"What goes first with quarterbacks is their legs. Once you lose your legs, you kind of lose everything else," Dilfer explained. "I remember Kurt Warner talking about that late in his career, and obviously I experienced it. Every quarterback experiences it. I think Tom works hard enough to maintain the leg strength he needs to be as precise as he is, and I think he's a competitor that if he puts something in his mind that he's going to do something, he's a guy that goes out and does it.
"There's very few people in sports like that, talk about the Kobe Bryants and the greats in all sports. I think Tom is right up there. When he puts his mind to something, he's going to do it. So I fully expect him to be playing at 40 if he says he's going to."
It's hard to say when that window will close for Brady, who will lead the Patriots (14-3) in Sunday's AFC Championship Game against the Baltimore Ravens (13-4). He's proved over the past dozen years that as long as he's healthy, he's an elite player. Brady is an MVP candidate this season and by far the best remaining quarterback in the playoffs.
A case can made that Brady's three best statistical seasons occurred after 30 -- in 2007, 2010 and 2011. He also is coming off a record-tying, six-touchdown performance in a 45-10 playoff victory over the Denver Broncos. It was one of his top single-game performances.
Brady projects to be an elite player for at least the next two or three seasons. Injuries are probably the only thing that can derail him at this stage of his career.
Brady had reconstructive knee surgery and missed 15 games in 2008. Otherwise, he has had a clean bill of health. Outside of 2008, he has missed just one start since taking over the job in 2001.
"If anybody can pull it off, it's Brady, but like we saw with Peyton Manning, he could break down easier [with age] too," Matt Williamson of Scouts Inc. said. "Manning may never be the same. He may never play at that same high level. Who knows? If Brady hits one stumbling block like Peyton did, all of a sudden 40 is a long way away for him. But nobody is playing better than Brady right now."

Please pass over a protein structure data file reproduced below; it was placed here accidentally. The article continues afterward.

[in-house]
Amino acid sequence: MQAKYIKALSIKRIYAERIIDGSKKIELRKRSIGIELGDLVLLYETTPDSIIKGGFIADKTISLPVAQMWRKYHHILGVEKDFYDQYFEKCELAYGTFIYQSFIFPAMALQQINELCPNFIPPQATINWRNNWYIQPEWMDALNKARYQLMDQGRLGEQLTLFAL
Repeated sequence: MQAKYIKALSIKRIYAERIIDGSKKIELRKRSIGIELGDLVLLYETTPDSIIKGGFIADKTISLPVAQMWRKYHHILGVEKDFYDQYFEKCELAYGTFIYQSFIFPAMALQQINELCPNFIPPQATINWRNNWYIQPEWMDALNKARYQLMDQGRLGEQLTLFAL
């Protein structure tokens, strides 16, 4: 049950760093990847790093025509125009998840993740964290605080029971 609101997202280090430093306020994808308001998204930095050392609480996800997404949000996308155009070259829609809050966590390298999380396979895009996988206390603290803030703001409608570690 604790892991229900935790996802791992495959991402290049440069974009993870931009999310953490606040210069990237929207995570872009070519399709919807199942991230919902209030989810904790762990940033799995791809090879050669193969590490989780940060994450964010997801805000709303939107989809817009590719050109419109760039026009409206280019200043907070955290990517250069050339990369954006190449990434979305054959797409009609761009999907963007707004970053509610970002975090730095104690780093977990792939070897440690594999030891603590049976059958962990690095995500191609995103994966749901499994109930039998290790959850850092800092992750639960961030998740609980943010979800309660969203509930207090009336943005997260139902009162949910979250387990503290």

Brady has been fortunate with pass protection throughout his career. He has been sacked 26 times or fewer in six of the past seven seasons.
Former Patriots linebacker Tedy Bruschi was a longtime teammate of Brady's and knows firsthand the importance of protecting the veteran quarterback. Brady is a classic pocket passer who moves well in the pocket. But he doesn't have the ability to run away from defenders.
"As players progress up into the years, the more shots you take, the shorter the second half of your career will be," Bruschi said. "And I think Tom Brady will play as well as his offensive line, his protection, allows him. I think he's shown over the course of the last few years that there are the usual [ailments], they're becoming normal now. Late in the season, where he had a rib or a shoulder or various injuries like that over the course of a season.
"You end up accumulating some damage, especially as a quarterback, because you're the most sought-after hit in terms of the defensive perspective. So if he can be protected, I think that goal is possible. He can play as long as he wants to."
Brady currently is playing with a left shoulder (non-throwing) injury that has to be managed during the playoffs. This week Brady sat out of Wednesday's practice to rehab and watched extra film of Baltimore's defense.
An under-the-radar aspect of Brady's longevity could be the development of tight ends Rob Gronkowski and Aaron Hernandez. Both have been tremendous weapons and security blankets for Brady in their second season together.
Throwing in the middle of the field is the quickest and easiest completion for quarterbacks. It also keeps the pass rush at bay.
"They're obviously a huge part of what we do," Brady said of his tight ends this week. "They are on the field quite a bit and they’ve been healthy so it’s been good to have them both out there. ... They're pretty good with the ball in their hands and break a lot of tackles so that’s definitely a plus for us also. We have a lot of yards after catch this year, and those two guys certainly do a great job with the ball in their hands."